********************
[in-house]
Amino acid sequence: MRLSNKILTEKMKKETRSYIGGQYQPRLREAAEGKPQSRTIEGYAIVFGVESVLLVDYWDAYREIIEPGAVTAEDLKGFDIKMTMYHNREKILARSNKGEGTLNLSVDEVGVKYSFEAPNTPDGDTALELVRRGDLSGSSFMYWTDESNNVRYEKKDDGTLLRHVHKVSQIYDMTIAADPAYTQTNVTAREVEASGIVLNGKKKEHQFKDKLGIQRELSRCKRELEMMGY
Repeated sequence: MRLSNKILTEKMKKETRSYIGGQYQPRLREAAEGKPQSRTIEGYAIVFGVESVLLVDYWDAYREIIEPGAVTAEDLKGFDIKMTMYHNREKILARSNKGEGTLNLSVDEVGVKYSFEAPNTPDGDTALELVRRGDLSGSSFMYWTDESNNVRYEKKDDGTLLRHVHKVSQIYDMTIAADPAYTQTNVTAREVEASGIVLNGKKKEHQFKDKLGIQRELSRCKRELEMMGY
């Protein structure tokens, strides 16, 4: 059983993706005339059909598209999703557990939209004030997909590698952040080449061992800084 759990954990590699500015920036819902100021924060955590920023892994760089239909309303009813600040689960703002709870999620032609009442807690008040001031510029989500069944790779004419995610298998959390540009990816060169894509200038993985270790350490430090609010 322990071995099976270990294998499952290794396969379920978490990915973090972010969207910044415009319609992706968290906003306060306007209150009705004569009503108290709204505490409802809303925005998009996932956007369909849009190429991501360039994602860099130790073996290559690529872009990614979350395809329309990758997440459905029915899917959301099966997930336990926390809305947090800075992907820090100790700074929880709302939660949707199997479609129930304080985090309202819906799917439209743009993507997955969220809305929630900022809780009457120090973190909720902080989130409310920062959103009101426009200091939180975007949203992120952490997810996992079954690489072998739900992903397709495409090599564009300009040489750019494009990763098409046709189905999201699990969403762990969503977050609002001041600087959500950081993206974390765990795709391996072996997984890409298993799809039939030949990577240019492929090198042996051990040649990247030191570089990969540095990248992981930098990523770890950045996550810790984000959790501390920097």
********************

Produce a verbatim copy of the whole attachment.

[in-house]
Amino acid sequence: MRLSNKILTEKMKKETRSYIGGQYQPRLREAAEGKPQSRTIEGYAIVFGVESVLLVDYWDAYREIIEPGAVTAEDLKGFDIKMTMYHNREKILARSNKGEGTLNLSVDEVGVKYSFEAPNTPDGDTALELVRRGDLSGSSFMYWTDESNNVRYEKKDDGTLLRHVHKVSQIYDMTIAADPAYTQTNVTAREVEASGIVLNGKKKEHQFKDKLGIQRELSRCKRELEMMGY
Repeated sequence: MRLSNKILTEKMKKETRSYIGGQYQPRLREAAEGKPQSRTIEGYAIVFGVESVLLVDYWDAYREIIEPGAVTAEDLKGFDIKMTMYHNREKILARSNKGEGTLNLSVDEVGVKYSFEAPNTPDGDTALELVRRGDLSGSSFMYWTDESNNVRYEKKDDGTLLRHVHKVSQIYDMTIAADPAYTQTNVTAREVEASGIVLNGKKKEHQFKDKLGIQRELSRCKRELEMMGY
């Protein structure tokens, strides 16, 4: 059983993706005339059909598209999703557990939209004030997909590698952040080449061992800084 759990954990590699500015920036819902100021924060955590920023892994760089239909309303009813600040689960703002709870999620032609009442807690008040001031510029989500069944790779004419995610298998959390540009990816060169894509200038993985270790350490430090609010 322990071995099976270990294998499952290794396969379920978490990915973090972010969207910044415009319609992706968290906003306060306007209150009705004569009503108290709204505490409802809303925005998009996932956007369909849009190429991501360039994602860099130790073996290559690529872009990614979350395809329309990758997440459905029915899917959301099966997930336990926390809305947090800075992907820090100790700074929880709302939660949707199997479609129930304080985090309202819906799917439209743009993507997955969220809305929630900022809780009457120090973190909720902080989130409310920062959103009101426009200091939180975007949203992120952490997810996992079954690489072998739900992903397709495409090599564009300009040489750019494009990763098409046709189905999201699990969403762990969503977050609002001041600087959500950081993206974390765990795709391996072996997984890409298993799809039939030949990577240019492929090198042996051990040649990247030191570089990969540095990248992981930098990523770890950045996550810790984000959790501390920097």